Used 2003 Hyundai Tiburon
Edmunds' Expert Review
The Tiburon has moved upmarket and now beckons buyers with sleek sheet metal, V6 power and an available six-speed manual gearbox. Put it on your test-drive list if you're shopping for a sporty coupe under 20 grand.
Introduction: For those who may not have known (or cared), Hyundai's initial attempt at a sport coupe was the 81-horsepower Excel-based Scoupe introduced in 1991. A suspension tuned by Lotus and a shorter final drive ratio helped to make the Scoupe a bit friskier than the sluggish Excel. Later model years (1993-1995) saw the availability of a turbocharged engine in the Scoupe, but even that motor wheezed out only 115 ponies on aptly named Turbo models (and just 92 hp on base and LS trims).
Around the same time, Hyundai displayed a mouth-watering concept car at national auto shows -- the HCD-II. Show-goers could hardly swallow the fact that the same company that produced the dowdy Excel could, or would, dream up something like this futuristic sport coupe. Hyundai execs promised that a production version of the show car was on the drawing board. The following year, HCD-III arrived and contained an innovative sidesaddle rear seat that a passenger could sit in sideways and stretch out. Excellent concept, Hyundai. Young consumers drooled in anticipation of the forthcoming HCD production car with the cool backseat.
Alas, it was not meant to be. The 1997 Tiburon arrived as a compromise between federal regulations and designer fantasy. Still, the Tib's controversial styling, spunky performance and sporty interior got the attention of younger buyers who didn't want a boring economy sedan.
Now, Hyundai has released an all-new 2003 Tiburon that moves the nameplate upmarket. Much has been made of the styling; in profile, it almost looks like it could be a body double for a Ferrari 456 GT, due mostly to its rising beltline, scooped outside detail and sweeping roofline. Although this comparison may sound bizarre (and even sacrilegious to the Ferraristi), there's nothing wrong with drawing inspiration from one of Italy's lovely sculptures, provided it's done with discretion. The "gills" on the front fenders suit the car, as Tiburon is Spanish for shark. "Pinched waist" side sculpting and five-spoke alloy wheels wearing Michelin performance tires complete the car's head-turning looks.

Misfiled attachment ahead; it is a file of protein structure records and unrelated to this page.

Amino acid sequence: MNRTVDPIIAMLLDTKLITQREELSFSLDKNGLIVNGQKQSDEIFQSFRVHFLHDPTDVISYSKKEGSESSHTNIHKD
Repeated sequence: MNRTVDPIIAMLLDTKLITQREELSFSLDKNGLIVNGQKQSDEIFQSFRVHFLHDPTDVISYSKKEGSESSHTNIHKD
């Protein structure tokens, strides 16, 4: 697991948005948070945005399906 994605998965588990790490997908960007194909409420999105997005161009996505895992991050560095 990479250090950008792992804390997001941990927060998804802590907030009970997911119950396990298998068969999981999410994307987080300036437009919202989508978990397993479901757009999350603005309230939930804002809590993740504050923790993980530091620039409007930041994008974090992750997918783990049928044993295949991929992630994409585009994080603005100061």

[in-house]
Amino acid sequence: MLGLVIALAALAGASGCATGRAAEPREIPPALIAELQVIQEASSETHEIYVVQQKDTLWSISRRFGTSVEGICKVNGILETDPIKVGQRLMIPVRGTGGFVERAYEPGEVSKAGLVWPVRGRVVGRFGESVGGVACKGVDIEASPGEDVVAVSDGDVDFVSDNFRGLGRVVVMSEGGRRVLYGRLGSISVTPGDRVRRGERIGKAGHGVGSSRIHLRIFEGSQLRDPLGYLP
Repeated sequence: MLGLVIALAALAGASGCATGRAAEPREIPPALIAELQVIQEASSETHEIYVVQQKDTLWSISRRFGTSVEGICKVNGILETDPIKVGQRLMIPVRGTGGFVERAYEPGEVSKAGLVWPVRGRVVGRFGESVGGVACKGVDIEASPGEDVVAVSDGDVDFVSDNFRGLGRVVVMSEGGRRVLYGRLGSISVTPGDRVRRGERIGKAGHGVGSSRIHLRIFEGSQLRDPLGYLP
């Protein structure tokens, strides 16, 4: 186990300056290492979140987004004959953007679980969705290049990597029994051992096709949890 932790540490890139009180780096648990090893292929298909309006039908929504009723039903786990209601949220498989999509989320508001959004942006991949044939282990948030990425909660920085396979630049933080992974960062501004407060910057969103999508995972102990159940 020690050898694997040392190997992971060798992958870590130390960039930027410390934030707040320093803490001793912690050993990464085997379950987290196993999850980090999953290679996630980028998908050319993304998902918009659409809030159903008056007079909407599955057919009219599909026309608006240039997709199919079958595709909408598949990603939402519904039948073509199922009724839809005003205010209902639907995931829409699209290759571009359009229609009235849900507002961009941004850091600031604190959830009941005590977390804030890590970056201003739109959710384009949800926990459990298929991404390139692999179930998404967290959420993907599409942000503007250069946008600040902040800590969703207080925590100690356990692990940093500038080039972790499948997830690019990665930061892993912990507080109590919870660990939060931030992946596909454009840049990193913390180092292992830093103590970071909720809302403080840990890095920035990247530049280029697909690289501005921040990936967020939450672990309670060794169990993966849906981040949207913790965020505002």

Riding a wheelbase of 99.6 inches and measuring 173 inches in length, the new Tiburon is about 2 inches longer in each category than the previous model. It's also heavier -- 2,940 pounds (base Tiburon) versus 2,633 for the prior version. Compared to the lightweights of the sport coupe class, such as the 2,500-pound Toyota Celica GT-S and 2,700-pound Acura RSX Type-S, the Tiburon GT V6 may seem plump at 3,023 pounds. But to be fair, the RSX and Celica are both powered by inline fours. Compared to other V6 sport coupes, such as the 3,053-pound Mitsubishi Eclipse GT or the 3,200-pound Dodge Stratus R/T, the Tiburon's weight is a non-issue. Available with a leather interior, the '03 Tiburon should appeal mainly to people in their 20s and 30s who want a car that's sporty and well-equipped, yet affordable.
Body Styles, Trim Levels and Options: Base and GT V6 models are available. Base coupes come with a 140-hp inline four and either a five-speed manual or four-speed automatic transmission. Standard equipment includes air conditioning; six-speaker stereo with CD player; side airbags; cruise control; sport seats; power windows and locks; keyless entry; four-wheel disc brakes; 16-inch wheels and tires; and foglights. The GT V6 obviously adds V6 power along with leather, a seven-speaker Infinity sound system, a sport suspension, 215/45R17 Michelins mounted on 17-inch wheels and a rear spoiler. ABS and a moonroof are optional for all coupes. Powertrains and Performance: The base engine is the previous Tiburon's 2.0-liter DOHC inline four that makes 140 horsepower at 6,000 rpm and 133 pound-feet of torque at 4,800 rpm; it also powers the Elantra GLS sedan and GT hatchback. While this engine isn't the pinnacle of refinement, it feels surprisingly energetic when revved. Bear in mind, though, that the redesigned Tiburon is more than 300 pounds heavier than its predecessor, resulting in a less favorable power-to-weight ratio for the base coupe. You can choose either a five-speed manual or a four-speed automatic. Fuel economy is rated at 23 mpg city/31 mpg highway with the manual and 23/30 with the autobox. Step up to the GT V6, and you're rewarded with a 181-hp 2.7-liter V6 pulled from Hyndai's Santa Fe SUV. You have three transmission choices -- a five-speed manual, a four-speed automatic or a six-speed manual. Fuel economy is rated at 19/26 with the five-speed, 18/26 with the six-speed and 20/26 with the automatic.